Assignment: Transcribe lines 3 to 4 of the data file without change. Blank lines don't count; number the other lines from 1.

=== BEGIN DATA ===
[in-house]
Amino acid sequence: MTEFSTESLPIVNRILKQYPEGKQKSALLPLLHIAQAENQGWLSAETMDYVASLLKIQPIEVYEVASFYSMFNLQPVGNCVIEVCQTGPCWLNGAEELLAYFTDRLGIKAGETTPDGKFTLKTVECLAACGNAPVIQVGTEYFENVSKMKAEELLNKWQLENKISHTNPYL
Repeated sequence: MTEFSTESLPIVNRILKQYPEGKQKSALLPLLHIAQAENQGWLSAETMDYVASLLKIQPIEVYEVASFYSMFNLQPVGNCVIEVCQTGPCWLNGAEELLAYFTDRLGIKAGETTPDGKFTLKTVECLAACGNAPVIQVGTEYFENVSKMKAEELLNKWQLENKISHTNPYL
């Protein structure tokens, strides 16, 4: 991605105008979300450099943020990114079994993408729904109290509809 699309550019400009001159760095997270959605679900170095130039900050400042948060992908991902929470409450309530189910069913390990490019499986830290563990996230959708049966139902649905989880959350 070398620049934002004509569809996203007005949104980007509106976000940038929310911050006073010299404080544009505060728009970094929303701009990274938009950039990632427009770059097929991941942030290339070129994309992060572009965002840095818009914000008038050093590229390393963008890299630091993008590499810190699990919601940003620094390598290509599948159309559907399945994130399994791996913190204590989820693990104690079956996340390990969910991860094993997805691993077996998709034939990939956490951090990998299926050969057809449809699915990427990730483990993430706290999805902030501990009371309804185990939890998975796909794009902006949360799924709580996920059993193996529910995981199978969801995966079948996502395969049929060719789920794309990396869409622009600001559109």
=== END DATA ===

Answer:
Repeated sequence: MTEFSTESLPIVNRILKQYPEGKQKSALLPLLHIAQAENQGWLSAETMDYVASLLKIQPIEVYEVASFYSMFNLQPVGNCVIEVCQTGPCWLNGAEELLAYFTDRLGIKAGETTPDGKFTLKTVECLAACGNAPVIQVGTEYFENVSKMKAEELLNKWQLENKISHTNPYL
């Protein structure tokens, strides 16, 4: 991605105008979300450099943020990114079994993408729904109290509809 699309550019400009001159760095997270959605679900170095130039900050400042948060992908991902929470409450309530189910069913390990490019499986830290563990996230959708049966139902649905989880959350 070398620049934002004509569809996203007005949104980007509106976000940038929310911050006073010299404080544009505060728009970094929303701009990274938009950039990632427009770059097929991941942030290339070129994309992060572009965002840095818009914000008038050093590229390393963008890299630091993008590499810190699990919601940003620094390598290509599948159309559907399945994130399994791996913190204590989820693990104690079956996340390990969910991860094993997805691993077996998709034939990939956490951090990998299926050969057809449809699915990427990730483990993430706290999805902030501990009371309804185990939890998975796909794009902006949360799924709580996920059993193996529910995981199978969801995966079948996502395969049929060719789920794309990396869409622009600001559109």